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Brandeis University's Community Newspaper — Waltham, Mass.

Fishing is a boatload of fun

Published: August 31, 2007
Section: Features

Your muscles tense the second your line starts to reel itself out. Your rod bends sharply, threatening to break if action is not taken immediately. A giant shimmer in the water several feet under confirms that you have a monster on the other end of your line. How you react within the ensuing moments determines whether your future involves a giant finned sea creature flopping around in your boat or a broken tool. Do you have a net in the boat? What are you going to do once you have this beast in your grips? Lunch? Catch and release?

Whether the battle is won or lost, the thrill is over in under a minute, and it can take hours before a similar one occurs. Though there are thousands of fish in most sizable, habitable bodies of water, a few good bites during the course of several hours can be considered a successful day of fishing. In many ways, the sport shares certain characteristics with baseball and golf. A lot can happen in a very short period of time, followed by nothing in between. So what draws millions of Americans to the sport? Children and small-timers may simply drop a worm in the water and hope to catch some small game, but nothing compares to the experience of reeling in a fat, feisty behemoth on nothing but a flimsy pole and gossamer line.

Get in the know with fisherman lingo…

Lure- a small piece of metal or plastic that reflects light underwater, designed to fool potential catches into thinking theyve got a free meal (i.e., smaller creature) in their near future. In reality the piece is covered with small hooks to ensure that the fish stays on your line.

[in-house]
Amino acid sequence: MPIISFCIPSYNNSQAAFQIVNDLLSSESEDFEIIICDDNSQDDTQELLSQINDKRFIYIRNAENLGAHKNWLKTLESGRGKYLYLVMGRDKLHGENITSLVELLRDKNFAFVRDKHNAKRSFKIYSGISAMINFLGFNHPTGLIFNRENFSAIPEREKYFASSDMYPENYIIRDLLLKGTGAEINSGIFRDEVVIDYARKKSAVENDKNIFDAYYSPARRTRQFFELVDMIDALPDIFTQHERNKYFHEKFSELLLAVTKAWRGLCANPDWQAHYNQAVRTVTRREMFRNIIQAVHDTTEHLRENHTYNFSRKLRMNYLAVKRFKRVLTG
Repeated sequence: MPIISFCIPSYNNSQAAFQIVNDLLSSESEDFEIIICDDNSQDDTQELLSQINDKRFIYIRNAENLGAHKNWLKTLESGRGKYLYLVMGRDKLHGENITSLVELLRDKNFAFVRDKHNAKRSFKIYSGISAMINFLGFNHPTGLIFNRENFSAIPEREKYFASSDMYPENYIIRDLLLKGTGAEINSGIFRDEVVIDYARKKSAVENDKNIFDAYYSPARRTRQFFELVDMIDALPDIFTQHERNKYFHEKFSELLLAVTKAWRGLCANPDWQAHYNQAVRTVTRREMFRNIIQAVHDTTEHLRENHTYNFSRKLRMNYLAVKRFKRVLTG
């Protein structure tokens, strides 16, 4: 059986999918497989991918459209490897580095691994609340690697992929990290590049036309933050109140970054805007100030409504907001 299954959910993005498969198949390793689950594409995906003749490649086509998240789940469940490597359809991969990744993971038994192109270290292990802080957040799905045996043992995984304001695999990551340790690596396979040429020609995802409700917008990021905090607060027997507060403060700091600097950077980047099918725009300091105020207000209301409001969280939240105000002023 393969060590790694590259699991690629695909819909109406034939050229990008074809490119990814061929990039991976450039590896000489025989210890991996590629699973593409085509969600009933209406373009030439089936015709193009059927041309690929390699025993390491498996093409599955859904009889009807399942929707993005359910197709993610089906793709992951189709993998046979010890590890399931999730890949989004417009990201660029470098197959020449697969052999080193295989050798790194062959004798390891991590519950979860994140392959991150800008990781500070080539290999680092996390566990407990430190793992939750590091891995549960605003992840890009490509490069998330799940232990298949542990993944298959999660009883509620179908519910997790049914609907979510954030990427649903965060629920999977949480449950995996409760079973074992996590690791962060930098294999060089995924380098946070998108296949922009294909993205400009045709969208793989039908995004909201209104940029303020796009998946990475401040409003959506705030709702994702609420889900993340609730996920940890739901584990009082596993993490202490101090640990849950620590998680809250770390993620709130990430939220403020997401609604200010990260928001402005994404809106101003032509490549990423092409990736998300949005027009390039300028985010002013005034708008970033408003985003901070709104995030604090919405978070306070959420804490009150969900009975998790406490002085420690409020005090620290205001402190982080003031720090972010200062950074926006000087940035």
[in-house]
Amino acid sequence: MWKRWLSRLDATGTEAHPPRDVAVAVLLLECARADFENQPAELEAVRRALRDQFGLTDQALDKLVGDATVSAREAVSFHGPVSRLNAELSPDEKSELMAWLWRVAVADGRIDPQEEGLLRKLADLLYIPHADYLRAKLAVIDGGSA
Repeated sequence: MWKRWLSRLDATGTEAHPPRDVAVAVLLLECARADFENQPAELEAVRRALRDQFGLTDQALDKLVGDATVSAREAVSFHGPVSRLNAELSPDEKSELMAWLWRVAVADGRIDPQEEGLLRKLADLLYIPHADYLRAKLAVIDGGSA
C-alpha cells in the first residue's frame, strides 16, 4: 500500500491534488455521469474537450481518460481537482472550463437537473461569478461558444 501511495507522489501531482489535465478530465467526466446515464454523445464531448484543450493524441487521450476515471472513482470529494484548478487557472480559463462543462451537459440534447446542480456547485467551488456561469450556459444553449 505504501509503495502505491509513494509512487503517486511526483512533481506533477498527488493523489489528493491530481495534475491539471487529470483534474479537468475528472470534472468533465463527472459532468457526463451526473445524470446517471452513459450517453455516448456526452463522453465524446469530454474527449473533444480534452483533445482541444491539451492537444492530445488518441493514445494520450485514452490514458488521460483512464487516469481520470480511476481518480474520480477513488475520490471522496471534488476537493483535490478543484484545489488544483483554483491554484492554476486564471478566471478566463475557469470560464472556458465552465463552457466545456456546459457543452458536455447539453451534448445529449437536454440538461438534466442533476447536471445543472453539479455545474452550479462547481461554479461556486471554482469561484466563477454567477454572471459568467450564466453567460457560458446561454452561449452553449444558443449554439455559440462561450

Flatfish- A small metal or plastic piece with a slight curve in the back that creates a jerky back-and-forth motion under the water. Oftentimes, they troll toward the surface, avoiding seaweed snags. Good for use when in a moving water vehicle.

Spoon- An ovular, concave piece of metal originally invented for casting and retrieving, whereby the fisherwo/man swings the rod over his shoulder or to his side in an attempt throw the lure on the end of his line into a prime fishing area, drawing the attention of a potential catch, then slowly reels in until the lure is back in the boat. However, the popularity of trolling, or allowing the lure to trail behind a moving boat, has risen so much that trolling versions of Spoon lures are now available. They, too, make a jerking motion in the water.

Artificial Fly-A tiny mesh of thread or feathers with a hook coming out the side, designed to appear as a fly floating on the surface of the water. Fly fishers swing their rods back and forth over their shoulder, allowing the lure to land on both sides in a rapid succession, in order to create the sensation of a fly landing on the waters surface.